Rethinking the Shield of Immunity: Should Ethics Committees Be Accountable for Their Mistakes?
Robin Fretwell Wilson
University of Illinois College of Law
HealthCare Ethics Committee Forum, Vol. 14, No. 2, 2002
This article focuses on the role of healthcare ethics committees in resolving difficult ethical questions in patient care and the repercussion of shielding their actions from society's view. Although the societal importance of ethics committees actions seem obvious, in many jurisdictions the records of committee proceedings are privileged and hence undiscoverable. In addition, several state statutes afford ethics committees and their members immunity for certain acts. While many in the bioethics community personally laud the insulation such statutes provide, the effect of this legislation is to sever the historical inter-relationship between the courts and ethics committees, in which a court ultimately could review committee actions.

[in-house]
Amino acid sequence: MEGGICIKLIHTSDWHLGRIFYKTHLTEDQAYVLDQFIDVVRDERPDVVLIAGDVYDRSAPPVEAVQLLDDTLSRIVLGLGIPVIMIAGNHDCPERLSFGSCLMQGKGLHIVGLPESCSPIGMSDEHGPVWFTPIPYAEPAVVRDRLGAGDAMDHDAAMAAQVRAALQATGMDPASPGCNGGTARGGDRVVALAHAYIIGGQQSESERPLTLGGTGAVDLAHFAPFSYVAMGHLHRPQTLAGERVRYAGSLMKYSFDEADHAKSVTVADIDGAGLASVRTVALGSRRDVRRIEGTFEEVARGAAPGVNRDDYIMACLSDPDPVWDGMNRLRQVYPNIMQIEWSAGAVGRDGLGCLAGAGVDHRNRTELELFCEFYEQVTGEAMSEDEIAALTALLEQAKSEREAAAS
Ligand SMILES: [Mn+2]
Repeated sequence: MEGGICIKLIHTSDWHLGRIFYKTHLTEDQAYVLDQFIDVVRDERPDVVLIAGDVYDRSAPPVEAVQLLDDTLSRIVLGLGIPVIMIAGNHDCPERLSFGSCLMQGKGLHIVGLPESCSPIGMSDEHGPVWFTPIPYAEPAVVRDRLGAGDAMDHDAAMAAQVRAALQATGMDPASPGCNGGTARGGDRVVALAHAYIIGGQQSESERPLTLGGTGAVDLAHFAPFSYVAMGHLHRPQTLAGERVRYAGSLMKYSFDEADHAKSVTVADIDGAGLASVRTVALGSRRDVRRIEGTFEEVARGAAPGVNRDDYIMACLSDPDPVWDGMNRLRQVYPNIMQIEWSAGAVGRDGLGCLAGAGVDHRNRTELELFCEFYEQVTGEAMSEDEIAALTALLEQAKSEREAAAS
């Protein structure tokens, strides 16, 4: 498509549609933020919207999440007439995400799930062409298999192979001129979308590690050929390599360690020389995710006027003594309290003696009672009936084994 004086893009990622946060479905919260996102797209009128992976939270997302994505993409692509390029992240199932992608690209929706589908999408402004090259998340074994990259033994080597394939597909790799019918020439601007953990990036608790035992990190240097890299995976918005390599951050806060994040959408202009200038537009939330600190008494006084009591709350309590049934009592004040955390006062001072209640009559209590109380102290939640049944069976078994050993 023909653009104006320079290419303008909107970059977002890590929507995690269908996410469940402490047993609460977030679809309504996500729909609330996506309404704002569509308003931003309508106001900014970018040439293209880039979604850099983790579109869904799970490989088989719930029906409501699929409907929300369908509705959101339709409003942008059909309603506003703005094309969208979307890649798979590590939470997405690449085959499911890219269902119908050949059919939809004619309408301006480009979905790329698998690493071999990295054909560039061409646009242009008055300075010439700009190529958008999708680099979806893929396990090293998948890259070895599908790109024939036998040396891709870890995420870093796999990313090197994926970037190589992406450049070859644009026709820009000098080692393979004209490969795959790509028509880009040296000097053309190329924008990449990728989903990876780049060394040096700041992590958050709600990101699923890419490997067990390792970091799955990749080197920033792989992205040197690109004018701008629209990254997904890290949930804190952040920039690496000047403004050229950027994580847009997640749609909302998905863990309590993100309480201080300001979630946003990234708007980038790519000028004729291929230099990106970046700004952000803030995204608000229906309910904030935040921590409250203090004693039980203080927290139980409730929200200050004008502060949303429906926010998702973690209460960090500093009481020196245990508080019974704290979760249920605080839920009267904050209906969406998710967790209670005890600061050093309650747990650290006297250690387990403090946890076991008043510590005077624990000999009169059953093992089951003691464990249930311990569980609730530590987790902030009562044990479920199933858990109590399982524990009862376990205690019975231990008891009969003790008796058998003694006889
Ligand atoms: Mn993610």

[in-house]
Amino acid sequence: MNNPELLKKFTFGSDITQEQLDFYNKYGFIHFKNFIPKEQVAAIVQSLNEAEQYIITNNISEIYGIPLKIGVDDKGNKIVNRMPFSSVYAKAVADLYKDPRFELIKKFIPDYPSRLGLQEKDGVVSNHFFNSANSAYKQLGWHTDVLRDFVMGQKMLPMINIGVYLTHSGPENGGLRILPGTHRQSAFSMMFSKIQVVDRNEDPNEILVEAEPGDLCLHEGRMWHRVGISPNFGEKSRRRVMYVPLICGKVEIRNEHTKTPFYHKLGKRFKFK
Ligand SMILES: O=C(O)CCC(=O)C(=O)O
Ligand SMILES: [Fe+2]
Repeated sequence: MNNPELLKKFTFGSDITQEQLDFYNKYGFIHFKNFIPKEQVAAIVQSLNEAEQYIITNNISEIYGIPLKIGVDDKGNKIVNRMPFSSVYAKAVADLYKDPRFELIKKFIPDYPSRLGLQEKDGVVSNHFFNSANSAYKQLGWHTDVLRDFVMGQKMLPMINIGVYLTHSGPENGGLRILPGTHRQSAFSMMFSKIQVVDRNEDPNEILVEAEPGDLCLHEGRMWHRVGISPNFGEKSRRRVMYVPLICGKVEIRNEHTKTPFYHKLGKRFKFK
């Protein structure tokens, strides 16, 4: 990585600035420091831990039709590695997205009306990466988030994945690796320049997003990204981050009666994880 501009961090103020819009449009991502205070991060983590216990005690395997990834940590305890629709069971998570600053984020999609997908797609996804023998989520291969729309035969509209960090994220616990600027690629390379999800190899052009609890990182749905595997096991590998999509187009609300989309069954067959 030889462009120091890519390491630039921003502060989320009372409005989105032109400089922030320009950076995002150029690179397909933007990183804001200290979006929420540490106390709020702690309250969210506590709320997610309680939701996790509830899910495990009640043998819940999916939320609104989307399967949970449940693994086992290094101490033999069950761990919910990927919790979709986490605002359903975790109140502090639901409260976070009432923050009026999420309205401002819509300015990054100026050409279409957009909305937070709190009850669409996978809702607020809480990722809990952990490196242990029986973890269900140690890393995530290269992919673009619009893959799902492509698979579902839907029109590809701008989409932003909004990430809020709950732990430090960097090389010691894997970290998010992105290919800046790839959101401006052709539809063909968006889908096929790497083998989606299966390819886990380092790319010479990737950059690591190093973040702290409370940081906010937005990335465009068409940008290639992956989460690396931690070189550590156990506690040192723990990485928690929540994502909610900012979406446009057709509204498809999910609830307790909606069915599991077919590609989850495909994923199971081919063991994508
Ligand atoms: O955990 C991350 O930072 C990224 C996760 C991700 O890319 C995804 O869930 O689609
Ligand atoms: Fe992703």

This article argues that ethics committees, while preferable to time-consuming, adversarial procedures, should properly function as adjuncts to the courts, providing case consultation reviewable by the judiciary. It begins by showing how immunity and privilege statutes shield some committee actions from judicial review, and then considers and rejects several justifications for providing immunity to ethics committees and their members. This article finally concludes that courts should bear the final authority for patient care decisions until the value of ethics committees has been more convincingly demonstrated.
Note: This is a description of the article and not the actual abstract.
Keywords: hospital ethics committees, end-of-life decisionmaking, biomedical ethics, immunity, privilege, accountability
Date posted: October 8, 2002
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